I had a conversation with someone recently on this and they said they thought Jeremy Corbyn was principled and that is exactly what the country needs as no-one else was principled. I don’t know his voting past or his voting intention but he seemed enthused by Corbyn. He may be a swing voter but many of the newer Labour members do seem very enamoured by Corbyn’s words and don’t seem to look at how he can actually deliver what he wants.

The policy that anyone earning over £50k a year should have a 7% tax hike to pay for free education for students is not going to win over the people that you need to win over to win. 7% is quite the tax hike for a lot of people who don’t even consider themselves as that well off.

Nuclear disarmament sounds good and is something I would personally see as a good aspiration but is JC doing to dismantle all our nuclear weapons without getting the rest of the world to do the same? That leaves us kinda vulnerable, no…?

How much money is he going to borrow to renationalise all the utility and transport companies that he wants to? That seems to be something that would plunge the country back into a state of deep national debt and that doesn’t sound like a good thing.

He also wants to reunite Ireland and that is an interesting one. I don’t think that I’m going out on a limb here to say that might be rather hard to get over the line.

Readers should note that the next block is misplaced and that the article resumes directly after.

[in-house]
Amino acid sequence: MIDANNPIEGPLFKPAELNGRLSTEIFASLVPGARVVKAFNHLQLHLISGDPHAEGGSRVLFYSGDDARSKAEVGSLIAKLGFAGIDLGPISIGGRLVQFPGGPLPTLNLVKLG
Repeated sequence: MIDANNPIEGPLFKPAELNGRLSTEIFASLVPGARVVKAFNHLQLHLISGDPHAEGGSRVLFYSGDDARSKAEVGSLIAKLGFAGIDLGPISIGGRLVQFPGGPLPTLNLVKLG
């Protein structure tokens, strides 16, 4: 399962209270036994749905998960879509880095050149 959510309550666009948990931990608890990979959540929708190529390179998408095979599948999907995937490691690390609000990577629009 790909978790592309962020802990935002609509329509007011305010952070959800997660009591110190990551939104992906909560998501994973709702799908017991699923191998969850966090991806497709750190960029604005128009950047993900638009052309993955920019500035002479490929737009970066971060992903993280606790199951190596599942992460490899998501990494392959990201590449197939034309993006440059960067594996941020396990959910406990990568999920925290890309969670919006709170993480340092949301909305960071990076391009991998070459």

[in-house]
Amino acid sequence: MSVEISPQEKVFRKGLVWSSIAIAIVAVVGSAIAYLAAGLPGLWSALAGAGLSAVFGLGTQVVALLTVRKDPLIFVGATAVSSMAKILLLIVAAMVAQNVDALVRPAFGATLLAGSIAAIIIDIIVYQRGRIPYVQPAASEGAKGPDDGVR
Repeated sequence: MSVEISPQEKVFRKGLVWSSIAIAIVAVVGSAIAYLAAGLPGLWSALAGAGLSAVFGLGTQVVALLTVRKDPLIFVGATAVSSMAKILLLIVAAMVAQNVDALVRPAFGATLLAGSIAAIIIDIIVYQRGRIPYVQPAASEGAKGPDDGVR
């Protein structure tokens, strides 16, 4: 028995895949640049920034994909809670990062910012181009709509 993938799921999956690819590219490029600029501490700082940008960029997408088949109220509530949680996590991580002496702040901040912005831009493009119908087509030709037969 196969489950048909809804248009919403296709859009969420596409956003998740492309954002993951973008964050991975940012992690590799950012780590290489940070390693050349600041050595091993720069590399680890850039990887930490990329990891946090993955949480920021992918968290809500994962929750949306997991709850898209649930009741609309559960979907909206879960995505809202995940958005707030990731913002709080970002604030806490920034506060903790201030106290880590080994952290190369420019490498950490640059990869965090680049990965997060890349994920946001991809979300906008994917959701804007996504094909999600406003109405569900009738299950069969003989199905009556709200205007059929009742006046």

So he has lots of policies that’ll be extremely tough to actually make happen even if he wins the leadership contest and then a General Election. The issue is again look at these and how are the party going to win over the moderates that they need to actually win?

And this my friends is where the link to the Tea Party comes in. The Tea Party as we all know is the very vocal and furthest mainstream part of the Republican Party. They get a lot of air time and the Republicans keep moving further right to appease this section of the party but in doing so, all they are doing is making it even harder for the moderates to go out and vote for them. There are millions of American who believe in the small state that is at the heart of Republicanism but can’t bring themselves to vote for a Republican Party that are drifting further to the right and away from the centre, instead choosing not to vote for voting for a moderate Democrat.

I’m a Hillary guy and think she would make a superb President of the United States but her chances of winning against a moderate Republican aren’t as slam dunk as many of us outsiders are led to believe. In the electoral system in the US you really have to dominate the larger states in the Electoral College and in recent years the Republicans have struggled in many of these (Texas/Florida being the large states that seem solid in). If the Republicans find a moderate then they can be competitive in Ohio, Michigan, Pennsylvania, Indiana and the like but they won’t vote for an extreme and this is what Corbyn followers have to look at.